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The project benefits of Building Information Modelling (BIM)

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This article provides an outlook on the potential use and advantages of BIM in the construction sector for project managers. It has been taken from the International Journal of Project Management.


  • Business Information Modelling (BIM)
  • 3D BIM
  • 5D BIM
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What does the paper cover?

All UK Government contracts will require the use of 3D BIM. Project professionals will not be able to avoid BIM when working public sector projects.

BIM is software for modelling and information input but also incorporates project management tools and processes. BIM can therefore be used in construction projects by project professionals, for example to improve stakeholder collaboration.

BIM potentially enables:

1. Better communication and collaboration: In complex inter-organisational, BIM could lead to an integrated database opposed to the sharing of documents.
2. Organise the project schedule and budget: BIM allows the updating of schedule and budget when any project design change occurs.
3. Budget control: 5D offers the project manager more tools to monitor and keep tight reins on costs.
4. Rapid analysis of different scenarios and feedback to owner: BIM allows the project manager to show how design decisions impact cost and schedule.
5. Lean management: BIM has been linked to the development of lean approaches, as the enhanced collaboration and information sharing can contribute to reducing non-value -adding waste.

BIM’s uncertain effects:

  • BIM may change the roles of key parties, including the project manager, in ways which are uncertain.
  • The fragmented nature of the construction industry means that knowledge gained by a team in one venture may not be retained for the next project.


This paper reports analysis of secondary data from 35 case studies relating to the use of BIM that have been documented in academic literature or otherwise placed in the public domain.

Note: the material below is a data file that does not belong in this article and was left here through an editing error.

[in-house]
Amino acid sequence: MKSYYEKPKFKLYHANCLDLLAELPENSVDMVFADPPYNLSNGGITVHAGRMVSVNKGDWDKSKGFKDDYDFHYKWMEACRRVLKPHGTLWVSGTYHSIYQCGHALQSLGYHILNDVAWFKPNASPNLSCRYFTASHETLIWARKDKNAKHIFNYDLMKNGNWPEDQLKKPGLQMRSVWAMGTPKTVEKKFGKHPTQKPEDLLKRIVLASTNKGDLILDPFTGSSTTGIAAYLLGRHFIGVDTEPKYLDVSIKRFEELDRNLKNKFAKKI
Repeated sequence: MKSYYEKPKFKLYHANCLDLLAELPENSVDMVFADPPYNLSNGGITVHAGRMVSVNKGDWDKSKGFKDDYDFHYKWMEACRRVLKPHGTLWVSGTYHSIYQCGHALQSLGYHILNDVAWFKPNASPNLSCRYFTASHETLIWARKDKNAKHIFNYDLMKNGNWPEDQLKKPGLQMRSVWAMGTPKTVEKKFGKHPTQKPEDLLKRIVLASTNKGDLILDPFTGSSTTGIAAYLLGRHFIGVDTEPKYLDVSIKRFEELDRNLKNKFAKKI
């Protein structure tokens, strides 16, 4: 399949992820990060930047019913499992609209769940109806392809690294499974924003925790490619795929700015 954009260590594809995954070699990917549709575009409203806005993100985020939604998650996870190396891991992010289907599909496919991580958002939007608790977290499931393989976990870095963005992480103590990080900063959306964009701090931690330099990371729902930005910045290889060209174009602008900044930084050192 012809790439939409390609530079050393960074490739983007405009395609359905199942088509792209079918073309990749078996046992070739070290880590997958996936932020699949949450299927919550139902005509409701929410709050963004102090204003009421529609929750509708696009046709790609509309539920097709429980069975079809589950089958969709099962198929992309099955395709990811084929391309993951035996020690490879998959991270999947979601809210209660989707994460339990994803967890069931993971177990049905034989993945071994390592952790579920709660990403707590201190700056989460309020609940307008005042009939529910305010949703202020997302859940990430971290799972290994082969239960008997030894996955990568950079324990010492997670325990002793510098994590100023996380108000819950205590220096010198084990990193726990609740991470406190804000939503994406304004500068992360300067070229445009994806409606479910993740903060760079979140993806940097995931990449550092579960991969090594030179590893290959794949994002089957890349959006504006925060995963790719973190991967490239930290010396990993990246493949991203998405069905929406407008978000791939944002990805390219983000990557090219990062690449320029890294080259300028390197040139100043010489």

The study aimed to explore whether the use of BIM has resulted in benefits to construction projects by assigning quantitative values to a number of key success criterion over a 2 year  period.

Research findings

Cost: BIM had a positive effect on reducing costs in 60% of the studies and the minority of negative effects were of a smaller magnitude than the large positive gains that could be made.

Time: BIM had a positive effect in 34% of cases on time.

Communication: While not all projects reported a change in communication success, those that did found that it had a positive effect.

Quality: The effect on quality was positive thanks to more accurate designs and the incorporation of sustainability features which may become a key driver of demand. However, this is slightly muted owing to the capacity of the software.

Negative effects: These were observed particularly with regard to software and the difficulty of interoperability. The software was unable to deal with large amounts of data in large projects. This may be rectified as the BIM market matures.

Additional costs: There was often an initial one-off additional cost in converting systems to the BIM platform.


  • Research suggests that BIM provides an effective tool in improving certain aspects of the delivery of projects particularly cost, time and communications.
  • Many of the negatives, particularly relating to software, can be corrected given time, expertise and investment.
  • People may not agree common platforms and collaboration to share BIM models. This may cause difficulty because interdependency is needed.
  • BIM allows a wider definition of success than the Iron Triangle permits alone.
  • There is a need for a rigorous cost/benefit analysis of BIM in order to convince practitioners.
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